Bethlehem budget on the table

Messina called the budget a prudent response to tough times, and one that sets the town up for future stability.

"This budget did what it needed to do for 2010, 2011, and get us reasonably prepared for where we need to be in 2012," he said.

Budget panned by Town Board

But other members of the Town Board contended the exact opposite is true, saying many of the practices in the budget would put the town on its heels should another tough year come.

"The fact of the matter is this budget spends more, taxes mores, borrows more and hides more," Councilman Kyle Kotary said. "We're spending a lot more than we did in '09, we're spending more than we did in '010...that just causes me great concern as we're going forward."

Members criticized an amortization of pension contributions, a new measure allowed by the state to offset the massive pension contribution costs municipalities are encountering (Bethlehem will see its pension costs rise 39 percent in 2011). That $144,000 sum would be deferred from next year's payment and spread out over the next 10 years, plus interest.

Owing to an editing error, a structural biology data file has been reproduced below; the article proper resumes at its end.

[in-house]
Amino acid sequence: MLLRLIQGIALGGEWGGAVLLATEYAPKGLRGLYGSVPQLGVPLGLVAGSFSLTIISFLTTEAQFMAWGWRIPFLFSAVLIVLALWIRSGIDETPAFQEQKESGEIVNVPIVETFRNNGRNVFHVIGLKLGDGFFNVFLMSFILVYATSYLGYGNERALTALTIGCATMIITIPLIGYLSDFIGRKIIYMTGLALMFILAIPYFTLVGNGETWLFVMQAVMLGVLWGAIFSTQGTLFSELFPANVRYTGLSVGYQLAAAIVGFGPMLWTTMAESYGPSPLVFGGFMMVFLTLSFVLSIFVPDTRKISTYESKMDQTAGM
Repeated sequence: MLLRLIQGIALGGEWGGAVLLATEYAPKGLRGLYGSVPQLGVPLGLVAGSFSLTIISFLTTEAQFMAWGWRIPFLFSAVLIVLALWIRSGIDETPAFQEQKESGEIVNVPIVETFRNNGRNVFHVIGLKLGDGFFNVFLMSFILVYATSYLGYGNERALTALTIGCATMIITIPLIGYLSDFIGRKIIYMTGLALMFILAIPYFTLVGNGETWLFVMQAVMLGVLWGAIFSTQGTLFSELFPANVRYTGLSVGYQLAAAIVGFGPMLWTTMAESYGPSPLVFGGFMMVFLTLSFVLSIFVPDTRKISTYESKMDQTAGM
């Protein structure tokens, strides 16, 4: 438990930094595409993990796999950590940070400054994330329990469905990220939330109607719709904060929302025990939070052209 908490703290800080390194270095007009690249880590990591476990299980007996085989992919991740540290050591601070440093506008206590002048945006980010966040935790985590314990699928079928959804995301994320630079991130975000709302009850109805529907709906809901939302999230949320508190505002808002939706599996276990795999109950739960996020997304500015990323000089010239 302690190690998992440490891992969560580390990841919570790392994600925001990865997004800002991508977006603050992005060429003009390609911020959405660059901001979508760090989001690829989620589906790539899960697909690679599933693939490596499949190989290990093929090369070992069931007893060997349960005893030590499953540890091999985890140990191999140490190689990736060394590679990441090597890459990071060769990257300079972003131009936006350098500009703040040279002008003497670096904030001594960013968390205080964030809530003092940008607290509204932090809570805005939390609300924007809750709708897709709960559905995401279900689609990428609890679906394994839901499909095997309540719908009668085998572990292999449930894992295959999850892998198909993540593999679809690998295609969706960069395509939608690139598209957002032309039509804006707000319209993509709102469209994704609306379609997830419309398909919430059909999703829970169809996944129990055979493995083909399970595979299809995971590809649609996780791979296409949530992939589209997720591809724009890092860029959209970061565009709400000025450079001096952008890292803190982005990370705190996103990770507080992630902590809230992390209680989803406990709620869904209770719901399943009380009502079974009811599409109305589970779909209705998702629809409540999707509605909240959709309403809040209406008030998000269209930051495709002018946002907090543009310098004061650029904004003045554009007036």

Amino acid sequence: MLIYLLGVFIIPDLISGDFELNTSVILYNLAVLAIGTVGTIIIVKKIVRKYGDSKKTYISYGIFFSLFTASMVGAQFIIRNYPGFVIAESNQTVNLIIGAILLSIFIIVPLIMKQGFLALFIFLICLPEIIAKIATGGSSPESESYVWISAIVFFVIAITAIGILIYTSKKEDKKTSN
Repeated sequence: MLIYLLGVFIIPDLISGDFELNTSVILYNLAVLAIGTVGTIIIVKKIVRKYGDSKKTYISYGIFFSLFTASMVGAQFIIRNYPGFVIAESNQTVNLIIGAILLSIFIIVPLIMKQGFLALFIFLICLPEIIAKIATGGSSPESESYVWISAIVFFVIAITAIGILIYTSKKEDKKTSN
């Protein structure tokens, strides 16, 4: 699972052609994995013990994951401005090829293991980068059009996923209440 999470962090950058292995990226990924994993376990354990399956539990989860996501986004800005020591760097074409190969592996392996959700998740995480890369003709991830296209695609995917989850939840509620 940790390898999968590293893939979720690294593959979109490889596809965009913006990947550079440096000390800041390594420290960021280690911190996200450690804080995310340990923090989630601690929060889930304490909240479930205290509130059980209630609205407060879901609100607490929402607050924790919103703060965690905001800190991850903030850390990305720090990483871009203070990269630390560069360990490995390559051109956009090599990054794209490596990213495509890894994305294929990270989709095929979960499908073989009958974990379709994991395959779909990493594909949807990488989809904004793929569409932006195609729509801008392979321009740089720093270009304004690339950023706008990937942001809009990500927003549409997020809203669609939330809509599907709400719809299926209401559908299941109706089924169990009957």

While there is no planned use of town savings in 2011, the budget does make use of interfund transfers, where the four funds essentially charge one another for services. This would smooth out projected deficits in some funds and surpluses in others.

The budget presentation also included a proposal to address the town's anticipated 2010 revenue shortfall through the use of savings. The gap is expected to run nearly $1 million.

Councilwoman Joann Dawson expressed reservations about the plan, noting it would bring saving levels close to 15 percent of the entire budget. The 2011 budget doesn't call for them to be used at all, a point she characterized as overly optimistic.

"How could we possibly predict that next year's going to be better than this year?" Dawson said.

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